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INDIANAPOLIS--As part of a “robust” regulatory agenda, the Labor Department's Office of Federal Contract Compliance Programs remains focused on contractors' compensation systems and preventing sex and race discrimination in pay practices, OFCCP Director Patricia Shiu told a meeting of employer representatives July 31.
Speaking at the Industry Liaison Group's 31st annual national conference, Shiu told participants she was among those attending a White House ceremony in June commemorating the 50th anniversary of the Equal Pay Act.
She called the ceremony a sign of the Obama administration's ongoing determination to address a persistent gender pay gap that has female workers still earning about 80 cents for every dollar earned by men.
“We are committed to doing what it takes to close that pay gap once and for all,” Shiu said.
In February, OFCCP rescinded compensation guidelines promulgated in 2006 by the Bush administration that the current administration considered too rigid and issued Directive 307, indicating a new approach to evaluating contractors' pay practices in accord with principles under Title VII of the 1964 Civil Rights Act (64 BTM 73, 3/5/13).
Shiu said OFCCP plans to propose a compensation data collection tool, which has been in development since the agency issued an advance notice of proposed rulemaking on the topic in August 2011 (62 BTM 258, 8/16/11).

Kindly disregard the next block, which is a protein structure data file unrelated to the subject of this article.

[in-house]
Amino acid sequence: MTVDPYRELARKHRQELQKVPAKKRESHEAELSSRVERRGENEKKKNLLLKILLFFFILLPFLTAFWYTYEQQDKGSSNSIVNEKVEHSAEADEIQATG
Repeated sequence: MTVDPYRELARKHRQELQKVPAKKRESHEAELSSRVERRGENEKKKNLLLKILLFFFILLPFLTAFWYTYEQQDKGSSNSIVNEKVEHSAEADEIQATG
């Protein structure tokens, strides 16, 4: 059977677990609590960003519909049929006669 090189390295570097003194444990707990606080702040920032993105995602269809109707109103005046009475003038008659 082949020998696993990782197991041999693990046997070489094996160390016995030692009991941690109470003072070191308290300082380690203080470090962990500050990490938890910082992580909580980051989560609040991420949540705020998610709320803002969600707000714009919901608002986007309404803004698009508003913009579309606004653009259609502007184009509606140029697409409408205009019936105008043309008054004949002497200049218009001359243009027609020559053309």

OFCCP also is developing an “in-depth compliance assistance program” for contractors specifically focused on compensation issues that the agency expects to roll out sometime in 2014, Shiu told the group.
Although the Obama administration since 2009 has made the gender pay gap a priority, Shiu said the issue has taken on “increasing urgency” as one critical not only for women, but also for families in which a woman is the sole or primary breadwinner.
Eliminating the gender pay gap means stoking economic growth and increasing the purchasing power of U.S. households, Shiu said.
Also on the regulatory front, Shiu said federal contractors in the “months ahead” also should expect to see proposals to revise “outdated” rules regarding sex discrimination and construction industry affirmative action that have not been changed in more than 30 years. The current sex discrimination regulations, for example, do not even address the changes wrought by the 1978 pregnancy discrimination amendment to Title VII, Shiu said.
Shiu added that, in general, the agency's intent in issuing new regulations is to provide “very clear thresholds” against which contractors can measure their own compliance with the nondiscrimination and affirmative action obligations under Executive Order 11,246, Section 503 of the Rehabilitation Act, and the Vietnam-Era Veterans' Readjustment Assistance Act.
Shiu did not specifically mention OFCCP's proposed Section 503 and VEVRAA regulations that would establish benchmarks and utilization goals for contractors' hiring of protected veterans and persons with disabilities.
But speakers at other conference sessions July 31 said OFCCP this week sent to the White House Office of Management and Budget the Labor Department's tentative final rules on both topics.